Bryan never addressed, let alone argued with, Officer McPherson once he left his car. In addition, whereas Bryan remained stationary at a distance of approximately twenty feet, or at most took a single step forward, Draper was located close to the officer and pacing in an agitated fashion while arguing with him. Id. Thus, the officer in Draper was confronting a belligerent, argumentative individual who was angrily pacing within feet of his position. Officer McPherson, by contrast, was confronted with a half naked, unarmed, stationary, apparently disturbed individual shouting gibberish at a distance of approximately twenty feet. The only similarity to the factual circumstances in Draper is that both Draper and Bryan were stopped for a traffic violation, were loud, and were tasered by the police.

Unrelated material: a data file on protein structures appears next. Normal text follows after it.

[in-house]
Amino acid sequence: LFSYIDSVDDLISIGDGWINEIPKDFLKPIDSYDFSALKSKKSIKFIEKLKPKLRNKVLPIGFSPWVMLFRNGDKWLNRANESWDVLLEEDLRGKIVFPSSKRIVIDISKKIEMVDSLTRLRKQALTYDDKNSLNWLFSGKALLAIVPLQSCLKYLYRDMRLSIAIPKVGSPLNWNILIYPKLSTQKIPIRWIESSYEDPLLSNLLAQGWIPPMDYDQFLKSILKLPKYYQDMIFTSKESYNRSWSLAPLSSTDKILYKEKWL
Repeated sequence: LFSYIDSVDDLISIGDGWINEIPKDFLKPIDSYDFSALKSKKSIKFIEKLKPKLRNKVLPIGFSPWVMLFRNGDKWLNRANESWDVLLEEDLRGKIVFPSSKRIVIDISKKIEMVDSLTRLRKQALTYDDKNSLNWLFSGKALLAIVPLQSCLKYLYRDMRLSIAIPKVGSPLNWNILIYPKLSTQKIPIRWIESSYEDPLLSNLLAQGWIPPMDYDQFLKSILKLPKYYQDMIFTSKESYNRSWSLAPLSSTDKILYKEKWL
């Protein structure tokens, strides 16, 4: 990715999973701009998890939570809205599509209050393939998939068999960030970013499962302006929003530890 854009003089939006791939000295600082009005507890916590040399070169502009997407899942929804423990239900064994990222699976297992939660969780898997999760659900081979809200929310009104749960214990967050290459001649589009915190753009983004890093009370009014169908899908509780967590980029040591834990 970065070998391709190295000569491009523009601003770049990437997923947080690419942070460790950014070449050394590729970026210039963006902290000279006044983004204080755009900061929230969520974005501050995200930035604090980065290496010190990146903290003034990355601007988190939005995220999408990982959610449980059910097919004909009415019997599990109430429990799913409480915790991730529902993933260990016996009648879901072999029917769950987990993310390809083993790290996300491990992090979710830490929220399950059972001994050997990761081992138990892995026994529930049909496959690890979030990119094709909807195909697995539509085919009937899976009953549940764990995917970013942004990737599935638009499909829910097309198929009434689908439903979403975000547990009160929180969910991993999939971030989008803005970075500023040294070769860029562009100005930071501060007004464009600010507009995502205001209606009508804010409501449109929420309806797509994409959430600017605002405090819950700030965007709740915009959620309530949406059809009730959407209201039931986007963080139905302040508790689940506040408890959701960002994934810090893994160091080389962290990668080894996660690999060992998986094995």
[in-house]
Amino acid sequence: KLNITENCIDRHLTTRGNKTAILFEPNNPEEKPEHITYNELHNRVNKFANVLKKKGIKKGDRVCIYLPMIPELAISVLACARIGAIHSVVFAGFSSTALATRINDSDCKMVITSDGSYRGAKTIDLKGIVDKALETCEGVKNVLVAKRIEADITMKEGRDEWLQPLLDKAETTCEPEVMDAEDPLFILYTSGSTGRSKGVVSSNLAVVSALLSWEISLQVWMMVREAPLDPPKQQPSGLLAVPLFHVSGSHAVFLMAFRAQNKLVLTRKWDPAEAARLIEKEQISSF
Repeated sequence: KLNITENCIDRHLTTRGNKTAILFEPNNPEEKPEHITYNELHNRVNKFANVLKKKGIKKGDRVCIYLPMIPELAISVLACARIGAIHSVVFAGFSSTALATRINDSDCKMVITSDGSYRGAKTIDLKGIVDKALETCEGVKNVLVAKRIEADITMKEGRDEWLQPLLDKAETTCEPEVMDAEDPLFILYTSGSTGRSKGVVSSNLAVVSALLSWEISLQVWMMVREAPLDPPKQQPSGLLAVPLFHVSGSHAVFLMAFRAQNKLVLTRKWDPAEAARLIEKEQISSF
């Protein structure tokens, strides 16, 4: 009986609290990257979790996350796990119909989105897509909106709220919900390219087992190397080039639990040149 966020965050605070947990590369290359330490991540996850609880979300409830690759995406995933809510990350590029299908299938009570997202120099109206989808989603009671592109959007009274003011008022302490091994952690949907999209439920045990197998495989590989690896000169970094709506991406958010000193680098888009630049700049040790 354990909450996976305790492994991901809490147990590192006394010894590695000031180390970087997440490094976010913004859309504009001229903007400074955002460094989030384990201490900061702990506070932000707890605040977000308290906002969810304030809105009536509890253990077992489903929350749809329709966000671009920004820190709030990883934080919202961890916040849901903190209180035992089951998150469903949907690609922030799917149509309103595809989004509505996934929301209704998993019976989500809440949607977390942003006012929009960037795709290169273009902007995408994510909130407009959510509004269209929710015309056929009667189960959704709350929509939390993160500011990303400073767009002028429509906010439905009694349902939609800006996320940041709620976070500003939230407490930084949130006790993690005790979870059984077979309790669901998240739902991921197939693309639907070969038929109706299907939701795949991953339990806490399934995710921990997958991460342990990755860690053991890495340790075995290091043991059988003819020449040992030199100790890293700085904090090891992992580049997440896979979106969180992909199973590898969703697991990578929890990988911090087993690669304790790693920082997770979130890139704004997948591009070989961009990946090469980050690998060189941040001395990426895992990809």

[11] The severity of Bryan’s purported offenses “provide[ ] little, if any, basis for [Officer McPherson’s] use of physical force.” Smith, 394 F.3d at 702. It is undisputed that Bryan’s initial “crime” was a mere traffic infraction—failing to wear a seatbelt—punishable by a fine. Traffic violations generally will not support the use of a significant level of force. See Deville v. Marcantel, 567 F.3d 156, 167 (5th Cir. 2009) (“Deville was stopped for a minor traffic violation . . . making the need for force substantially lower than if she had been suspected of a serious crime.”). Officer McPherson also claims that he reasonably believed Bryan had committed three misdemeanors—resisting a police officer, failure to comply with a lawful order, and using or being under the influence of any controlled substance11 — and that these constitute “serious—and dangerous—criminal activity.” We disagree with Officer McPherson’s assessment. While “the commission of a misdemeanor offense is ‘not to be taken lightly,’ it militates against finding the force used to effect an arrest reasonable where the suspect was also nonviolent and ‘posed no threat to the safety of the officers or others.’ ” Headwaters, 240 F.3d at 1204 (quoting Hammer v. Gross, 932 F.2d 842, 846 (9th Cir. 1991)). None of the offenses for which Bryan was cited or of which he was suspected is inherently dangerous or violent, and as already discussed, Bryan posed little to no safety threat. Cf. Parker v. Gerrish, 547 F.3d 1, 9 (1st Cir. 2008) (“Though driving while intoxicated is a serious offense, it does not present a risk of danger to the arresting officer that is presented when an officer confronts a suspect engaged in an offense like robbery or assault.”). Therefore, there was no substantial government interest in using significant force to effect Bryan’s arrest for these misdemeanor violations that even the State of California has determined are minor.12 Cf. Miller v. Clark County, 340 F.3d 959, 964 (9th Cir. 2003) (finding a felony to be “by definition a crime deemed serious by the state”).